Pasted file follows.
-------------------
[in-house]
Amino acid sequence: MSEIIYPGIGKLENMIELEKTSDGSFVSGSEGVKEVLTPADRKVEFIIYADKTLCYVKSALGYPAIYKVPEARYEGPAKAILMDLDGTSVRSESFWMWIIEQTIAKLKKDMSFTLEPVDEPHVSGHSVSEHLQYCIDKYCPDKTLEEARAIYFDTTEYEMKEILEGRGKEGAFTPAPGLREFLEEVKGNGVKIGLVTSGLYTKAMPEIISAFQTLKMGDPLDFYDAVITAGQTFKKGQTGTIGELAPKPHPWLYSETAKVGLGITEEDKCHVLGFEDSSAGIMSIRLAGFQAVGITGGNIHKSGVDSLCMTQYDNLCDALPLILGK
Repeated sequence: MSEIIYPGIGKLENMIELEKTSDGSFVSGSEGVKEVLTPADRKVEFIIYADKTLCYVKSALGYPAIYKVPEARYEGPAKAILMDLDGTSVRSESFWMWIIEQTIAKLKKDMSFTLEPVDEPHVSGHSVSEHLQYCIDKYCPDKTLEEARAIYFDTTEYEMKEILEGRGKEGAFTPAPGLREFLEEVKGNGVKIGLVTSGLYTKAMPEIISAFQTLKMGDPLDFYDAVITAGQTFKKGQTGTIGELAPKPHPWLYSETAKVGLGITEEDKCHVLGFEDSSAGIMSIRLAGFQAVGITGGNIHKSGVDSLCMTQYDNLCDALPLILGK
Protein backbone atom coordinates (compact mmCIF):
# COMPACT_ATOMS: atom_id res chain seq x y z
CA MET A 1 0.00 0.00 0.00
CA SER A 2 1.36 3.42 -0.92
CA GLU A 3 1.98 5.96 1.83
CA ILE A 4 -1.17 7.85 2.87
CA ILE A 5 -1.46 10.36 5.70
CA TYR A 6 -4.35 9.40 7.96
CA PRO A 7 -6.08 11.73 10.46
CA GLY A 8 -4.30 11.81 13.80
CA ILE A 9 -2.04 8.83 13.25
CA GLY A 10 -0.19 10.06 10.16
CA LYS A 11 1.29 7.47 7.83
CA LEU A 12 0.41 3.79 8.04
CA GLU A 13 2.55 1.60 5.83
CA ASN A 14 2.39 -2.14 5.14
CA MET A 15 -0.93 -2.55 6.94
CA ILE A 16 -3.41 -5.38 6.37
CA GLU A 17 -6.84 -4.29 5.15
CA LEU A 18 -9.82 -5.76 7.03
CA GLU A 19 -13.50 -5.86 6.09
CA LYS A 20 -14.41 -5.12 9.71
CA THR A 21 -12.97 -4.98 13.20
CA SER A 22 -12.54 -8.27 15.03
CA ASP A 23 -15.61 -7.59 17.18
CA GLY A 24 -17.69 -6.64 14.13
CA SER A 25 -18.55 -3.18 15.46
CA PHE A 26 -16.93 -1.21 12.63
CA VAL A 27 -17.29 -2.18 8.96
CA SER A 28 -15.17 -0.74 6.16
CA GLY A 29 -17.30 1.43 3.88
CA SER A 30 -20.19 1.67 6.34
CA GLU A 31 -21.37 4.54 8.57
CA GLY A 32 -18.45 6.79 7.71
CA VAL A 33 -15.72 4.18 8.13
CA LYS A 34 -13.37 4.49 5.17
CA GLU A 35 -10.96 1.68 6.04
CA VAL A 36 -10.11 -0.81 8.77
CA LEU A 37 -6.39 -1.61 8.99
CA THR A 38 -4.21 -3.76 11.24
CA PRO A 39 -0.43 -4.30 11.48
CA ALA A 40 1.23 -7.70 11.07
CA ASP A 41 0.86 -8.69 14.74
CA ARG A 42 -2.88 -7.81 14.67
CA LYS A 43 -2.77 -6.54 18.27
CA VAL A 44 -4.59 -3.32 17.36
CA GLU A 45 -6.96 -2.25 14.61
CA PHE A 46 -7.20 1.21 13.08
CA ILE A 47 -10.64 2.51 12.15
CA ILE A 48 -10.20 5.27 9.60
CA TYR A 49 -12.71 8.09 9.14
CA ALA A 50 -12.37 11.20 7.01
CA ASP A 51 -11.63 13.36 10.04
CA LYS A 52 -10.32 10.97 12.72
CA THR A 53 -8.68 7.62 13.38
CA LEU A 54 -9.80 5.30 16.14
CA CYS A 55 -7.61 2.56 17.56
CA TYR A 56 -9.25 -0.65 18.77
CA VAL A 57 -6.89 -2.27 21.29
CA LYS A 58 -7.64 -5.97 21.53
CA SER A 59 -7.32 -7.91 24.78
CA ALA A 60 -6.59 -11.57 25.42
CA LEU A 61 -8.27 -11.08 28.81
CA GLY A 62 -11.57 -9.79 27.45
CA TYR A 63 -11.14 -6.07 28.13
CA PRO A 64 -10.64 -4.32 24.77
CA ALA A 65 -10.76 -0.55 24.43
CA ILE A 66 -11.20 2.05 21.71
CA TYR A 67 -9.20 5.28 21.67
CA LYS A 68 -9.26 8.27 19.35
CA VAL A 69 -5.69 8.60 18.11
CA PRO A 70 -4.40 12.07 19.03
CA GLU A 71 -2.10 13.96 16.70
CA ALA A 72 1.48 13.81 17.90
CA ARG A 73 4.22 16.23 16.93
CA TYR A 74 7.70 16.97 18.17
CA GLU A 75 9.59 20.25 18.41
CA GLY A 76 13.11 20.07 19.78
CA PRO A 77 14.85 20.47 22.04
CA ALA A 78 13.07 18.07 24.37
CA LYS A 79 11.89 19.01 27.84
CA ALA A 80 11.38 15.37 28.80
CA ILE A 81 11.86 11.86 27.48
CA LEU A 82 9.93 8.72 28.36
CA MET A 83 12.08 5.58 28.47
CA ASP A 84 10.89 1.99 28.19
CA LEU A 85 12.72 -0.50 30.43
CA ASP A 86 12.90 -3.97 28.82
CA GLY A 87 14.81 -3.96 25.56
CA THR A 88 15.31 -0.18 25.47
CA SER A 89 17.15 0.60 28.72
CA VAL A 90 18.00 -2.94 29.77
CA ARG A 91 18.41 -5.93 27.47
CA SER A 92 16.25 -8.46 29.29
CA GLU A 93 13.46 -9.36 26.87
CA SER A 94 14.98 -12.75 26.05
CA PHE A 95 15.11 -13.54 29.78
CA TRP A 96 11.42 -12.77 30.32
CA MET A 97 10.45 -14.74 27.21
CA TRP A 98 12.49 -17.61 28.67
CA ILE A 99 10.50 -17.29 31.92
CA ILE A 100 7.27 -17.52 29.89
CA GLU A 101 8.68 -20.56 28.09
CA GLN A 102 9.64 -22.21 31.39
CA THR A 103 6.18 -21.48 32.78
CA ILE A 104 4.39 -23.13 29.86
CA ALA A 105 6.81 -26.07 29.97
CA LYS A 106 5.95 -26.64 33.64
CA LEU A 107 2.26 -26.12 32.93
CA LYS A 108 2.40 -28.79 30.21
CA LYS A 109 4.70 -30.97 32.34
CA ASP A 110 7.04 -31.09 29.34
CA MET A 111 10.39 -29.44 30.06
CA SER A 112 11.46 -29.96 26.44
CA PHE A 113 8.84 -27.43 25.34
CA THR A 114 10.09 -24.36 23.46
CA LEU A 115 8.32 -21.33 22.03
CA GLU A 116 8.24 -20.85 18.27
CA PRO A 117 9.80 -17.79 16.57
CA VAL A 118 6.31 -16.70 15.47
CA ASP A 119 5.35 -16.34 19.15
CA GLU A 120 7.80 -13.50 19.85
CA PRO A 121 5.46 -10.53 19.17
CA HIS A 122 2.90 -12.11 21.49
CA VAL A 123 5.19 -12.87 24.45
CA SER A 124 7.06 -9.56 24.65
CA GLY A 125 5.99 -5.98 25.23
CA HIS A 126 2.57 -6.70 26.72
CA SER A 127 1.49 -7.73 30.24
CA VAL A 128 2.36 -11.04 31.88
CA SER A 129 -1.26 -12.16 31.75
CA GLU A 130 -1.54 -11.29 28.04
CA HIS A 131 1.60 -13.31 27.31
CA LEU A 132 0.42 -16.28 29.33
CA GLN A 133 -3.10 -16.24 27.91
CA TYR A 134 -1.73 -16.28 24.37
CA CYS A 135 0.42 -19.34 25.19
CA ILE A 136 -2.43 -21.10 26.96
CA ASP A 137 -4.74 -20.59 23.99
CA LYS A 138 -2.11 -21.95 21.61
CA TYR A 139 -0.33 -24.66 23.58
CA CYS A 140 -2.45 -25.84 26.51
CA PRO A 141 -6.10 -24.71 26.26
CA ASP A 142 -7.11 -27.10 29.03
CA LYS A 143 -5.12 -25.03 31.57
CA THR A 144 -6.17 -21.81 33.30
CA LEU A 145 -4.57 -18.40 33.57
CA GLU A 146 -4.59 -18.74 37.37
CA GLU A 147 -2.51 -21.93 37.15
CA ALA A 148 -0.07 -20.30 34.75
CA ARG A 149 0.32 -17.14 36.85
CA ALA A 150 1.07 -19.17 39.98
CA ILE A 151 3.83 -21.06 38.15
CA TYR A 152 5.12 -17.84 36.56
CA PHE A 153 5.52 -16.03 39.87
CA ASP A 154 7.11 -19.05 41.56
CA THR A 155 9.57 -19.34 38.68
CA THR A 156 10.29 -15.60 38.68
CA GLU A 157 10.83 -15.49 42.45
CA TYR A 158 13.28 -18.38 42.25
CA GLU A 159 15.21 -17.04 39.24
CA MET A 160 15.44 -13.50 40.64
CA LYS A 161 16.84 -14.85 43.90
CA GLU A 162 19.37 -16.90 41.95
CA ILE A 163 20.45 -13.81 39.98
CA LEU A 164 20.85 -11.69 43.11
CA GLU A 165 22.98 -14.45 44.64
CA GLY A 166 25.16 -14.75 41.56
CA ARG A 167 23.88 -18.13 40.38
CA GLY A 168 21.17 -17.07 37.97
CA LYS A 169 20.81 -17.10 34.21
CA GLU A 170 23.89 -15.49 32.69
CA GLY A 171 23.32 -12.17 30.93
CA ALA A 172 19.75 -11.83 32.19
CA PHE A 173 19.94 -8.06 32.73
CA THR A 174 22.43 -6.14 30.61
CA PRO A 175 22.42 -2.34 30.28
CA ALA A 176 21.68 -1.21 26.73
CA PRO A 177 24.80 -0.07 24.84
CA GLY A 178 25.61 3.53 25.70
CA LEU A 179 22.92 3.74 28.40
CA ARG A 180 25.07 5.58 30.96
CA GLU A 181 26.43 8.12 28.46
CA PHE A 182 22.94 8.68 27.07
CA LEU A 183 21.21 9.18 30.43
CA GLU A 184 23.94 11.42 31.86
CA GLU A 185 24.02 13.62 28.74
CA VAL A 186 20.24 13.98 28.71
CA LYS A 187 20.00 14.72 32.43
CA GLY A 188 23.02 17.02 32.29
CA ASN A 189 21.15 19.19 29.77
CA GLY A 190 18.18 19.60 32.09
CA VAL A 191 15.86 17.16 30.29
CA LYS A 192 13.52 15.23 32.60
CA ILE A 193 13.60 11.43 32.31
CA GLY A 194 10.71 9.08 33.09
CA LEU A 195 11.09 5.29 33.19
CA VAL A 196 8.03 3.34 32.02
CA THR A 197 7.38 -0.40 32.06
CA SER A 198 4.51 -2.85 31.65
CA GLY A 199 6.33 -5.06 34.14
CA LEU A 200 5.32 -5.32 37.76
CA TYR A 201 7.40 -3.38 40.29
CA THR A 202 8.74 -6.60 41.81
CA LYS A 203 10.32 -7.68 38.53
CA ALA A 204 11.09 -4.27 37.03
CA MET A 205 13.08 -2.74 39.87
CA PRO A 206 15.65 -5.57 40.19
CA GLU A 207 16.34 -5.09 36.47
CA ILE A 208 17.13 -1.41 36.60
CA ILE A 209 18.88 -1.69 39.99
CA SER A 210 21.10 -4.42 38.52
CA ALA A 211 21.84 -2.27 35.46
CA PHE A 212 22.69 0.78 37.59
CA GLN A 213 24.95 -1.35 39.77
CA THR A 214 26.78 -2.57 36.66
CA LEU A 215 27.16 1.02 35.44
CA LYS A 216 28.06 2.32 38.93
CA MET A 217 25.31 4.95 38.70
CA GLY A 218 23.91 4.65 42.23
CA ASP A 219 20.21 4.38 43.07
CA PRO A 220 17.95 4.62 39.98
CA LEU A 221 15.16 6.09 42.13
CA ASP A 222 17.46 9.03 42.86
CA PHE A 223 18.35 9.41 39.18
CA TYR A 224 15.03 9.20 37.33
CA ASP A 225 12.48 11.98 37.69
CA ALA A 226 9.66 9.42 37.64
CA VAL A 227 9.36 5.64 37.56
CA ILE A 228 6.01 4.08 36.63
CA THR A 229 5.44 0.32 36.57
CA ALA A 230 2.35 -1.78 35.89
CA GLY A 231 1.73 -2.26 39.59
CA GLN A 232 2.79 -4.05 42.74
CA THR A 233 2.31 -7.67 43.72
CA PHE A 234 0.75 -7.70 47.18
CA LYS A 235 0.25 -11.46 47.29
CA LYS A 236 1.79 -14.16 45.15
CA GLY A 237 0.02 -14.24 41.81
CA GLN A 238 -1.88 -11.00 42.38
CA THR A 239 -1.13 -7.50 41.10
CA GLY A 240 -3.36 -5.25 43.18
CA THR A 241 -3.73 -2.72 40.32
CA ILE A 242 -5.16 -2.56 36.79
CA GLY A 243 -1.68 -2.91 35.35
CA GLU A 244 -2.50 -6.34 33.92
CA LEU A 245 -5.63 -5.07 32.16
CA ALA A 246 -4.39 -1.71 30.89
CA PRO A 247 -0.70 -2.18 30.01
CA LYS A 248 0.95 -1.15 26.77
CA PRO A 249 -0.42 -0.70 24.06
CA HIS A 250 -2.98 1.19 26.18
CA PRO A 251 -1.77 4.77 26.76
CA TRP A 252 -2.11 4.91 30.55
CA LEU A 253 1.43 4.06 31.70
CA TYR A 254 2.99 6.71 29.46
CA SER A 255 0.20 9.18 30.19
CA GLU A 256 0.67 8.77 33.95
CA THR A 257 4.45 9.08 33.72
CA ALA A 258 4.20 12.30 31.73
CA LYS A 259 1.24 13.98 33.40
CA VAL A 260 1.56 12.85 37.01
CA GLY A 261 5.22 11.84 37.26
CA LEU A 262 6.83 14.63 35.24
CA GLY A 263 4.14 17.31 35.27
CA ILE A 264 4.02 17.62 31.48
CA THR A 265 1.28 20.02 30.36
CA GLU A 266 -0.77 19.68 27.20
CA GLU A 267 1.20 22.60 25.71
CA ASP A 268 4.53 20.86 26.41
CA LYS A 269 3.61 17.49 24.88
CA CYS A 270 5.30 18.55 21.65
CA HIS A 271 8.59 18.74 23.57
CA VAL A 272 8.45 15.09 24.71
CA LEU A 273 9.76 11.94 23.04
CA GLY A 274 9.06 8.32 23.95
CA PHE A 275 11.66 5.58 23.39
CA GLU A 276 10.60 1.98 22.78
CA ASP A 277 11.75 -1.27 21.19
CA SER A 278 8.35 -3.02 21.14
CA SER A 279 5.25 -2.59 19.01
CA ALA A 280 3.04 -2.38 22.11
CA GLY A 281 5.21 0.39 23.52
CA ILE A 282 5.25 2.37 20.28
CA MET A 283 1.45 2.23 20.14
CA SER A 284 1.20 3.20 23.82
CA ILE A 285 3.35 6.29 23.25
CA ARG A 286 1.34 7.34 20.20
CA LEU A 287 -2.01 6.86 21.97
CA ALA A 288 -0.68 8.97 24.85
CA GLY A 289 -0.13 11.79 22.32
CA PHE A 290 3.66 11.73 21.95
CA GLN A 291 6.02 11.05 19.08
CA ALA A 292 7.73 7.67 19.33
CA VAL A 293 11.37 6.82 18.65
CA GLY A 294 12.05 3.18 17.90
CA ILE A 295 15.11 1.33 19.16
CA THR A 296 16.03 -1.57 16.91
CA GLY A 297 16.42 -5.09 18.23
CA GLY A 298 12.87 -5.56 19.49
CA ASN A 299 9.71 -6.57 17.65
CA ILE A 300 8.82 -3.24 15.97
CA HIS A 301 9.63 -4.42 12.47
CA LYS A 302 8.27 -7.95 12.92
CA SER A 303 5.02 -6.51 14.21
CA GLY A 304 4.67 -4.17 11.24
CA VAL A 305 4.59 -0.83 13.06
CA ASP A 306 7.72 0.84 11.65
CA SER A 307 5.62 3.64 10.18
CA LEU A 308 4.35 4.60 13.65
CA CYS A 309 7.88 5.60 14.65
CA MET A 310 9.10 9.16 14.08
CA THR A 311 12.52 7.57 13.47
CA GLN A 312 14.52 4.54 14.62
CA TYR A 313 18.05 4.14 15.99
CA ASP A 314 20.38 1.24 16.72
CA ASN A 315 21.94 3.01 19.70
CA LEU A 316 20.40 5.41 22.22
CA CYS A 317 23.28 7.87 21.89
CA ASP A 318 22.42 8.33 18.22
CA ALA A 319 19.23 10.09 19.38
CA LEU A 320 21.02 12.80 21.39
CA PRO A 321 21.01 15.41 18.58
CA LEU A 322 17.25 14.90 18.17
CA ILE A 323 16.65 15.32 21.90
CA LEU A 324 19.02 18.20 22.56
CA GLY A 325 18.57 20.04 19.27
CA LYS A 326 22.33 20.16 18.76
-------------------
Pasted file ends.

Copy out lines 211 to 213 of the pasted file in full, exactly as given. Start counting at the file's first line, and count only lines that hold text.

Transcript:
CA PRO A 206 15.65 -5.57 40.19
CA GLU A 207 16.34 -5.09 36.47
CA ILE A 208 17.13 -1.41 36.60